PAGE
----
Cambodian Gen. Hun Manet’s visit to Long Beach this month was seen as a chance to build bridges with refugees who fled the country four decades ago amid a government-orchestrated genocide.
But the visit did more to inflame old wounds than heal divides in Cambodia Town, prompting protests as well as a violent confrontation that roiled the community.
The eldest son of Prime Minister Hun Sen, a former Khmer Rouge commander, Manet is seen by many Cambodian Americans as the heir apparent to a government that has been repeatedly accused of election fraud and human rights abuses. News of Manet’s planned visits to Long Beach and Lowell, Mass. — two of the largest Cambodian enclaves in the U.S. — was met with denouncements from public officials and community leaders.
The general abandoned plans to march in a Cambodian New Year parade in Long Beach last week after hundreds planned protests, local activists said. He participated in a similar event in Massachusetts earlier this week, but was greeted by scores of opponents who urged him to go home.
The uproar underscores the deep divides between the Cambodian government and the American immigrant community scarred by Cambodian leader Pol Pot’s murderous legacy.
Long Beach is home to about 22,000 ethnic Cambodians, the largest Cambodian population in the U.S. Refugees flooded into the city in the 1970s to escape the Khmer Rouge, which took the lives of more than a million people during a bloody civil war. The refugees created a vibrant commercial district amid the rows of shops in central Long Beach.
But they have struggled in ways other immigrant groups in the Los Angeles area have not. Studies have found that some Cambodian immigrants suffer high rates of mental illness, related to the violence they witnessed. The poverty rate among Cambodians remains higher than for other Asian immigrants, and gang violence has been a periodic problem in the community.
The community has been on the upswing, with Long Beach officially designating the neighborhood as Cambodia Town and its restaurants drawing foodies from around the region.
But disdain for the Cambodian government remains strong. Several years ago, a local community figure was convicted of masterminding a deadly attack on several Cambodian government buildings in an effort to overthrow the government.
While many in the community rejected that violence, local activists say the fierce opposition to Manet’s visit should not have come as a surprise.
“We’re trying to educate the community in Long Beach. You have rights. You live in a country with freedom of expression,” said Bona Chhith, the California-based vice president of media relations for the Cambodian-American Alliance. “We can’t have this in the U.S.”
The low point in Manet’s visit occurred outside La Lune Restaurant in Long Beach. A private investigator said he was hurled to the ground and suffered a severe spinal bruise April 9 while attempting to serve Manet with a lawsuit on behalf of a Long Beach man being held prisoner by Hun Sen’s regime in Cambodia.
The investigator, Paul Hayes, said he was knocked unconscious by the blow and briefly lost feeling in his arms and legs. Hayes and several community leaders claim he was attacked by Manet’s private guard.
“I’m outraged that a person who was just doing their job was subjected to this brutal attack. I am also outraged that Hun Manet’s untimely presence brought this violence to what was a peaceful demonstration,” Lowenthal said in a statement.
Hayes, 59, of Compton, said he arrived at the Atlantic Avenue restaurant around 5 p.m., hours before Manet was scheduled to appear for a gala. He informed several police officers he planed to serve Manet with the civil suit, which was filed earlier this month on behalf of a Long Beach resident who is being held prisoner in Cambodia for his role in election protests.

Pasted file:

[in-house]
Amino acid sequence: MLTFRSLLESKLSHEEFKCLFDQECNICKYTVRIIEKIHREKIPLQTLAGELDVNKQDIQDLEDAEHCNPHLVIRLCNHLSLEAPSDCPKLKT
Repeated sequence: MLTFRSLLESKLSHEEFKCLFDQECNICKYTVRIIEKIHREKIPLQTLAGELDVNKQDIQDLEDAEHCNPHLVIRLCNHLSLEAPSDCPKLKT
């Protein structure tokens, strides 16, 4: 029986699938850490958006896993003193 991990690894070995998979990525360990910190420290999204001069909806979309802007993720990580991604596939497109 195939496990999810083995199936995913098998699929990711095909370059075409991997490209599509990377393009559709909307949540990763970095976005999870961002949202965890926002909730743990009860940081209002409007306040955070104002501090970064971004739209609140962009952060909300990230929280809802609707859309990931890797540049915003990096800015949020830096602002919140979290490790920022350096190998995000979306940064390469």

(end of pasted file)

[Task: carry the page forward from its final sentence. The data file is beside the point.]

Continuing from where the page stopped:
Manet did not arrive until 8:30 p.m., and by that time, approximately 100 protesters had arrived outside the restaurant, Hayes said. When Manet approached the entrance, flanked by suit-clad Cambodian men who Hayes believed to be bodyguards, Hayes extended the envelope and called the general’s name.
Then someone grabbed him.
Wearing a neck brace inside his Compton home, Hayes said he has no doubts that Manet’s private guard attacked him.
“They treated him the way they would treat a Cambodian protester in their own country,” said Keith Rohman, president of Public Interest Investigations, the downtown Los Angeles firm hired to serve Manet with the court papers.
Hayes told police he wants to press charges, but identifying his assailants could prove difficult, said Sgt. Brad Johnson, a Long Beach police spokesman. Hayes was unable to give officers any description of his assailants at the time of the attack, Johnson said.
If the attack was carried out by Manet’s bodyguards, they may have diplomatic immunity, Johnson said.
The suit Hayes was attempting to serve Manet with involves a celebrated human rights case.
Meach Sovannara, a Long Beach resident and media director for the Cambodia National Rescue Party, was arrested and charged with inciting an insurrection for his role in election protests in Phnom Penh in 2014, according to court papers. Sovannara was sentenced to 20 years in Cambodia’s Prey Sar prison, according to the suit.
As a lieutenant general, Manet oversees the soldiers responsible for crackdowns on protesters in Cambodia, including the one that ensnared Sovannara, activists say.
Manet left Long Beach last week. But many in the Cambodian community remain outraged by the visit.
“Hun Sen and his henchmen tried to paint a picture of peacefulness and unity in the Cambodian communities,” said Bo K.S. Uce, a Long Beach resident and spokesman for the Steering Committee for Cambodia, an advocacy group. “In reality, Cambodian Americans have been jailed, like Meach Sovannara.”